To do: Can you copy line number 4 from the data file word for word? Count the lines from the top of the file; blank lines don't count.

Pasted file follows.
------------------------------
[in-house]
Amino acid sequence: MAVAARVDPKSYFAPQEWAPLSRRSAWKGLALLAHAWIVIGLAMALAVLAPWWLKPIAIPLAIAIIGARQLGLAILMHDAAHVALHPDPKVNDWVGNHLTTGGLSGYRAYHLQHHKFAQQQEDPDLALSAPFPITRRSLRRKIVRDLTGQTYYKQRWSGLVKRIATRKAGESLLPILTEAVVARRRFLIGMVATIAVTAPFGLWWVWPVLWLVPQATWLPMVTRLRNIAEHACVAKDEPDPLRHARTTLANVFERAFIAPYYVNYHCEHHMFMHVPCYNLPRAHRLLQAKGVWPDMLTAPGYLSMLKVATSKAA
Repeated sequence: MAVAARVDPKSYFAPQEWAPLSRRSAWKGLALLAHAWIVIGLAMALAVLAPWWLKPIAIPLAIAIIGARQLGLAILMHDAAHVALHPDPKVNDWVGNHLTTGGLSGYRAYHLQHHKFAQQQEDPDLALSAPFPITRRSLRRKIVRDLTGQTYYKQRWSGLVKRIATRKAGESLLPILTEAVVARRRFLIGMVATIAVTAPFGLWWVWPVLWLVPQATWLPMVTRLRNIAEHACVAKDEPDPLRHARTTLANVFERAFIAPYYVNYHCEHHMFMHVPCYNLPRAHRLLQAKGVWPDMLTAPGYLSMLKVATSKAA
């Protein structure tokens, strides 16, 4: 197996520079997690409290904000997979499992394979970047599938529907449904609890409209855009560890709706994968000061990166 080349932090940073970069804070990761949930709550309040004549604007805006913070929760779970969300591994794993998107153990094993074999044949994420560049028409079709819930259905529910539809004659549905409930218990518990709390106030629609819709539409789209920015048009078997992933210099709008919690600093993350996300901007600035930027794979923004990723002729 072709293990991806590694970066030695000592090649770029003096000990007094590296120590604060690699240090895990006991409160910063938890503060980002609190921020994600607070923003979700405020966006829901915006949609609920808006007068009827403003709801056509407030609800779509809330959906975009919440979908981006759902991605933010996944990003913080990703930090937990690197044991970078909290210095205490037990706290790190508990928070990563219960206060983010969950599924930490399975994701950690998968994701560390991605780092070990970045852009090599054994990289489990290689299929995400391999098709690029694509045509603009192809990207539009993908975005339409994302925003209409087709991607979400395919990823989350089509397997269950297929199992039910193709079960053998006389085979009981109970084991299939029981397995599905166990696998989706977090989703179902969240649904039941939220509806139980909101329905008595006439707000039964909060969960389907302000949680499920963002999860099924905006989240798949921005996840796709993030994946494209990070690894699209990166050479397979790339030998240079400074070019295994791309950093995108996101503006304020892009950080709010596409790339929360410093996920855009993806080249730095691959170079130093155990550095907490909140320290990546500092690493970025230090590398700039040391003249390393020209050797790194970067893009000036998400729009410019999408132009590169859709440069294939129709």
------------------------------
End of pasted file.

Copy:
């Protein structure tokens, strides 16, 4: 197996520079997690409290904000997979499992394979970047599938529907449904609890409209855009560890709706994968000061990166 080349932090940073970069804070990761949930709550309040004549604007805006913070929760779970969300591994794993998107153990094993074999044949994420560049028409079709819930259905529910539809004659549905409930218990518990709390106030629609819709539409789209920015048009078997992933210099709008919690600093993350996300901007600035930027794979923004990723002729 072709293990991806590694970066030695000592090649770029003096000990007094590296120590604060690699240090895990006991409160910063938890503060980002609190921020994600607070923003979700405020966006829901915006949609609920808006007068009827403003709801056509407030609800779509809330959906975009919440979908981006759902991605933010996944990003913080990703930090937990690197044991970078909290210095205490037990706290790190508990928070990563219960206060983010969950599924930490399975994701950690998968994701560390991605780092070990970045852009090599054994990289489990290689299929995400391999098709690029694509045509603009192809990207539009993908975005339409994302925003209409087709991607979400395919990823989350089509397997269950297929199992039910193709079960053998006389085979009981109970084991299939029981397995599905166990696998989706977090989703179902969240649904039941939220509806139980909101329905008595006439707000039964909060969960389907302000949680499920963002999860099924905006989240798949921005996840796709993030994946494209990070690894699209990166050479397979790339030998240079400074070019295994791309950093995108996101503006304020892009950080709010596409790339929360410093996920855009993806080249730095691959170079130093155990550095907490909140320290990546500092690493970025230090590398700039040391003249390393020209050797790194970067893009000036998400729009410019999408132009590169859709440069294939129709």